Brain is led astray by Wendy’s questionable allure, and so it would seem predictable that perhaps Erica will follow Danielle’s lead in her pursuit of feminism. Author Alison Lurie doesn’t take the predictable route, so instead we see another strange character emerge who becomes the counterbalance or seductive foil to Wendy–Zed, a former acquaintance of Erica’s who makes his way to Corinth and establishes the floundering Krishna bookshop in town. The bookshop is a popular hangout for some of the students–including Wendy. Zed appears to understand Wendy very well and with a totally different perception of the emotionally needy Wendy he argues that “Weakness can be a strategy just like any other.” Yet just what is Zed’s role in Wendy’s life.?Is he truly as disinterested in the Tates’ marriage as he professes to be? Highly entertaining, amusing and yet fraught with cruel realities about aging not being a defense against acting foolishly, The War Between the Tates presents a rich tableaux of characters set adrift in a shifting moral landscape. 

Review copy

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The Girl in The Polka Dot Dress by Beryl Bainbridge

“I don’t believe that Harold understands me, not really … we’re not on the same wavelength.”

British author, Beryl Bainbridge has been a great favourite for years, so when she died in 2010, I thought that all those wonderful books she’s written, all those hours of pleasure and entertainment were behind me. Permanently. Then came the news that there was another book–an unfinished manuscript. The fact that the book is unfinished raised some issues. While I knew that I would have to read The Girl in the Polka Dot Dress, I was also concerned that the book might be a disappointment. I shouldn’t have worried.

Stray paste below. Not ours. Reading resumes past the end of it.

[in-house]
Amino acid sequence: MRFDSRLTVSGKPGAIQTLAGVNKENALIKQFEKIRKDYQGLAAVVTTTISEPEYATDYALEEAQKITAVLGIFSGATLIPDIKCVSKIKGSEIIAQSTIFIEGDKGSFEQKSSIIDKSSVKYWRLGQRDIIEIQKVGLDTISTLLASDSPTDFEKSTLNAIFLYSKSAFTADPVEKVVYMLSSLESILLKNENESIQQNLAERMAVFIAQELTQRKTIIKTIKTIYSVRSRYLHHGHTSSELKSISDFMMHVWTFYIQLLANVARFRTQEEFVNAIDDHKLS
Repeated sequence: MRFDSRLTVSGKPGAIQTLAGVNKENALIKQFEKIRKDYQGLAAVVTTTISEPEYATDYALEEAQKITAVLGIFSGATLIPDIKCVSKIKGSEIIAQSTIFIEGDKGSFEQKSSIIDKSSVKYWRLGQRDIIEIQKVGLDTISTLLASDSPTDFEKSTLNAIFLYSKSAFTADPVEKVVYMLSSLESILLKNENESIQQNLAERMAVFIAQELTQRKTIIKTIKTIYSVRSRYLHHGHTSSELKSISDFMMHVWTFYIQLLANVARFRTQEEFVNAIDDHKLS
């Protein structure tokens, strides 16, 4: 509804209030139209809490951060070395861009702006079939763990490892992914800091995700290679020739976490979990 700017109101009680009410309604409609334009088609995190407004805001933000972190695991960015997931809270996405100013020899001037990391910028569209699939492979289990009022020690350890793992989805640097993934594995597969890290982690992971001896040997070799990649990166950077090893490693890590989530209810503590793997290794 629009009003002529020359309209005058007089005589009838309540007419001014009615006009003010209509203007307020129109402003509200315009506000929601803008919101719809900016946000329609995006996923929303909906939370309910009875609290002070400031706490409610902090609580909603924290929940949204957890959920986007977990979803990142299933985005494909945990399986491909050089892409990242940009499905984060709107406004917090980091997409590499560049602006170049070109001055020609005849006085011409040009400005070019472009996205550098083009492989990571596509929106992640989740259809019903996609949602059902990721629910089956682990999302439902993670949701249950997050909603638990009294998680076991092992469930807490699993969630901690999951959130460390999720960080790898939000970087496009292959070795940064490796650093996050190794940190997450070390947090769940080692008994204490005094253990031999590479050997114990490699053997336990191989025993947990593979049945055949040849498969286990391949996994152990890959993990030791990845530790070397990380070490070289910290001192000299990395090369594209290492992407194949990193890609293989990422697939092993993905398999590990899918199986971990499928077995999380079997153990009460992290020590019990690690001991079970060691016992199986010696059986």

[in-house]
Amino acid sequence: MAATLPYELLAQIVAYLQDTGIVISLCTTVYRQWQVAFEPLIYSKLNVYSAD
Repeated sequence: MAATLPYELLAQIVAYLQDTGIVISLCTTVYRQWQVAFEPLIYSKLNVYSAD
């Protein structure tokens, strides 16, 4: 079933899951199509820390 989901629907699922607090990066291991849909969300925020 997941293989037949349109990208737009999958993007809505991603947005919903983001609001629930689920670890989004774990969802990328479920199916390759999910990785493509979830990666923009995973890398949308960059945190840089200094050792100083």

Bainbridge’s friend and editor, Brendan King worked on the novel after the author’s death and calls it a “flawed masterpiece.”  It’s classic Bainbridge–replete with her signature mordant wit and brilliant observations of human nature. When writing the novel, Bainbridge mined a diary account of a three-week road trip she made across America in 1968. This real journey was from Washington to San Francisco while the fictional account found in The Girl in the Polka Dot Dress begins in Baltimore and ends in Los Angeles. The book may seem to be the story of the adventures encountered on a road trip, but the real focus is the story of two startlingly dissimilar individuals who exposed to the same events, have vastly different reactions.

It’s 1968, and The Girl in the Polka Dot Dress begins with the arrival in Baltimore of a British girl called Rose. She’s flown to America to look for Dr. Wheeler, a mysterious man she met sixteen years before “in some remote coastal village in the north of England.” An enigmatic figure, Wheeler held a special significance for Rose, and while she’s suffered through some personal problems, Wheeler has somehow, in his absence, achieved the significance of a guru.

Rose, who works in a bank,  has very little money (she scrapes together $47), and really can’t afford the trip, but she’s subsidized in her quest by the equally mysterious, middle-aged Washington Harold–yet another man she met in Britain and with whom she’s been corresponding for over a year. Washington Harold has agreed to help Rose find Wheeler, and he provides a camper in which the ill-matched pair embark across America. Harold is no good samaritan, and he has his own murky reasons for seeking out Wheeler.